Graduating students are faced with the transition into professional fields after earning their degrees. Unfortunately, they struggle to find employment due to “entry-level” jobs preferring, or even requiring, years of experience.
Students prepare throughout their collegiate experience to enter the workforce in their field of study, but it is not enough to land a job due to extensive requirements for entry-level positions. Some entry-level jobs in a professional field require years of experience in addition to four-year degrees and other skill requirements.
This structure is absurd. Applicants for an entry-level position should not be expected to have years of experience when the purpose is to build experience.
Some students have to financially provide for themselves whether it’s for their livelihood or to put themselves through college. Achieving the job requirements to enter into a professional field can be a struggle when balancing life, working to pay the bills and activities that build an adequate resume.
Students should not have to decide whether to provide for themselves or get internships to acquire the resume to support themselves after completing their degree.
The demand for multiple years of professional experience in entry-level positions is questionable in logic. If the entry level positions are requiring years of experience, there’s no way for applicants to ever gain any experience.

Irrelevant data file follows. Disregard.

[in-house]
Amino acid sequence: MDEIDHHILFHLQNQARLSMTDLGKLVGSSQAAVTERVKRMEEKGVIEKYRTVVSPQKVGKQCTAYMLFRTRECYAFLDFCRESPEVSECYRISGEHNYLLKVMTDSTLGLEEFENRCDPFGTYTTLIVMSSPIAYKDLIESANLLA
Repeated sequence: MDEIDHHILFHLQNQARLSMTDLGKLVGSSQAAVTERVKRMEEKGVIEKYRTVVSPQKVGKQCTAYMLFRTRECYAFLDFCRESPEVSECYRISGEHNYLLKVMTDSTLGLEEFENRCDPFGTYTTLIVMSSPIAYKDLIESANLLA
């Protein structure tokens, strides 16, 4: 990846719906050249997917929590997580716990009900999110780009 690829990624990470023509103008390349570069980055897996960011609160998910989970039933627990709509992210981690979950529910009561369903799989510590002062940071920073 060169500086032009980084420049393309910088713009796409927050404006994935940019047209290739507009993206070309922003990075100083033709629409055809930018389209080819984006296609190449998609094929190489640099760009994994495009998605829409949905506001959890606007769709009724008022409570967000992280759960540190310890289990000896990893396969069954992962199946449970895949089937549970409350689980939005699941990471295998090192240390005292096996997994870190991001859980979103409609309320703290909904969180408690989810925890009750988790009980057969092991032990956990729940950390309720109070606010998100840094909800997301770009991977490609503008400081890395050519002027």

These jobs also require college degrees, therefore applicants wouldn’t even be able to have the opportunity to land professional experience prior to completing their degrees. This structure sets new professionals up for failure prior to applying to professional positions.
LinkedIn provides users with available positions within specific locations, fields and career levels, with many posting extensive and unreasonable qualifications. AireSpring, a technology company, is just one example of this. Its entry-level listing for a marketing aide on LinkedIn has requirements such as a bachelor degree, analytics experience, graphic design experience, “at least 1+ years experience working in a corporate office” and “at least 1 year of actual marketing experience is required.”
The verbiage of this listing deters new professional applicants from applying because of the use of the word “actual.” It undermines the work experience of applicants as their experience will be up to interpretation for whether or not it qualifies as “actual marketing experience.”
A viral post on LinkedIn tells hiring managers to stop expecting applicants of entry level positions to have several years of experience, but rather find qualities within candidates that will work hard and care about the company.
Hiring managers and companies need to be realistic about the experience entry-level candidates can bring to the table and not turn away candidates because they aren’t “qualified” enough for these positions. It’s important for companies to identify when they ask entry-level position applicants for various experiences, because the idea of an entry-level job is to gain that experience.
The requirements to have a diversity of experiences on a resume in an entry-level position puts pressure on students to maximize their involvements on campus, yet they neglect to see that students also have to find the time to find years of professional experience, provide for themselves and be successful in their coursework all at once.
Entry-level positions should focus on the abilities of candidates and how they can grow to support the corporation. Candidates who have spent two to four years earning degrees to enter their field should have the opportunity to demonstrate their capabilities and understanding of the role.